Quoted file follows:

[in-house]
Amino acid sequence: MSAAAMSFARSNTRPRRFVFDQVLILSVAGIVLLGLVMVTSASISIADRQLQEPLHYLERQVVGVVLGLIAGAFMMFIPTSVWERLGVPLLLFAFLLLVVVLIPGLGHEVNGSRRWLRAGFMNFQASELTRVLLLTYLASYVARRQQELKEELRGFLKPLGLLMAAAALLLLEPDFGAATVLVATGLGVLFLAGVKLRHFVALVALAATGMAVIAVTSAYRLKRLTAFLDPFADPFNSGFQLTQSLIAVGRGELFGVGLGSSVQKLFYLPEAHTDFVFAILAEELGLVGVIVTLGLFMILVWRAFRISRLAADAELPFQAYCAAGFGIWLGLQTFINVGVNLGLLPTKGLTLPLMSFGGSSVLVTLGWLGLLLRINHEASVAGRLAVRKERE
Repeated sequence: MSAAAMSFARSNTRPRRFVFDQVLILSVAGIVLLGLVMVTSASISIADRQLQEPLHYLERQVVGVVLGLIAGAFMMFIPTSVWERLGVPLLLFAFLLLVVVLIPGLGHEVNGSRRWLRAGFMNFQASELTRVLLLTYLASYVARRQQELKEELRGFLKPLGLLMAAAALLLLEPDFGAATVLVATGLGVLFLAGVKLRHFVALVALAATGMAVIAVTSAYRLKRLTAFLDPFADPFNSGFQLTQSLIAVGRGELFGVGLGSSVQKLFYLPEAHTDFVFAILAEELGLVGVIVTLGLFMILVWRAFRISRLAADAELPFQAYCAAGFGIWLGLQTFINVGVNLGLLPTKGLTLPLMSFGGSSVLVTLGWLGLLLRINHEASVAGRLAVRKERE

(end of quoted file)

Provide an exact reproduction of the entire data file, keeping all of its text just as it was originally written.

[in-house]
Amino acid sequence: MSAAAMSFARSNTRPRRFVFDQVLILSVAGIVLLGLVMVTSASISIADRQLQEPLHYLERQVVGVVLGLIAGAFMMFIPTSVWERLGVPLLLFAFLLLVVVLIPGLGHEVNGSRRWLRAGFMNFQASELTRVLLLTYLASYVARRQQELKEELRGFLKPLGLLMAAAALLLLEPDFGAATVLVATGLGVLFLAGVKLRHFVALVALAATGMAVIAVTSAYRLKRLTAFLDPFADPFNSGFQLTQSLIAVGRGELFGVGLGSSVQKLFYLPEAHTDFVFAILAEELGLVGVIVTLGLFMILVWRAFRISRLAADAELPFQAYCAAGFGIWLGLQTFINVGVNLGLLPTKGLTLPLMSFGGSSVLVTLGWLGLLLRINHEASVAGRLAVRKERE
Repeated sequence: MSAAAMSFARSNTRPRRFVFDQVLILSVAGIVLLGLVMVTSASISIADRQLQEPLHYLERQVVGVVLGLIAGAFMMFIPTSVWERLGVPLLLFAFLLLVVVLIPGLGHEVNGSRRWLRAGFMNFQASELTRVLLLTYLASYVARRQQELKEELRGFLKPLGLLMAAAALLLLEPDFGAATVLVATGLGVLFLAGVKLRHFVALVALAATGMAVIAVTSAYRLKRLTAFLDPFADPFNSGFQLTQSLIAVGRGELFGVGLGSSVQKLFYLPEAHTDFVFAILAEELGLVGVIVTLGLFMILVWRAFRISRLAADAELPFQAYCAAGFGIWLGLQTFINVGVNLGLLPTKGLTLPLMSFGGSSVLVTLGWLGLLLRINHEASVAGRLAVRKERE